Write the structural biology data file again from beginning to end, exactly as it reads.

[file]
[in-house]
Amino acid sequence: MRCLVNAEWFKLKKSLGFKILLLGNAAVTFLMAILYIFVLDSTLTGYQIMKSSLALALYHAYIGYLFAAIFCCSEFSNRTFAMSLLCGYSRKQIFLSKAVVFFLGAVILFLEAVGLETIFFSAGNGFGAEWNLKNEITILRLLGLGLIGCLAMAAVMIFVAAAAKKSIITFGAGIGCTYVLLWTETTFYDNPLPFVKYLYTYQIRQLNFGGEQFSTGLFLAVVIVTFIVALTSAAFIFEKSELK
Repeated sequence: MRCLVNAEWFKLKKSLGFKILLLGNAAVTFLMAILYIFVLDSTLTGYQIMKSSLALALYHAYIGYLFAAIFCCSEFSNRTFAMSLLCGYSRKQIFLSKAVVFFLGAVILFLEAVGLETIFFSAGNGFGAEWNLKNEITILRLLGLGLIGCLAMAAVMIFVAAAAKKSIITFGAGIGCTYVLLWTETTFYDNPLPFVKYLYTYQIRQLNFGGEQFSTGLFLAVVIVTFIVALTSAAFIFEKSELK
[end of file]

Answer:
[in-house]
Amino acid sequence: MRCLVNAEWFKLKKSLGFKILLLGNAAVTFLMAILYIFVLDSTLTGYQIMKSSLALALYHAYIGYLFAAIFCCSEFSNRTFAMSLLCGYSRKQIFLSKAVVFFLGAVILFLEAVGLETIFFSAGNGFGAEWNLKNEITILRLLGLGLIGCLAMAAVMIFVAAAAKKSIITFGAGIGCTYVLLWTETTFYDNPLPFVKYLYTYQIRQLNFGGEQFSTGLFLAVVIVTFIVALTSAAFIFEKSELK
Repeated sequence: MRCLVNAEWFKLKKSLGFKILLLGNAAVTFLMAILYIFVLDSTLTGYQIMKSSLALALYHAYIGYLFAAIFCCSEFSNRTFAMSLLCGYSRKQIFLSKAVVFFLGAVILFLEAVGLETIFFSAGNGFGAEWNLKNEITILRLLGLGLIGCLAMAAVMIFVAAAAKKSIITFGAGIGCTYVLLWTETTFYDNPLPFVKYLYTYQIRQLNFGGEQFSTGLFLAVVIVTFIVALTSAAFIFEKSELK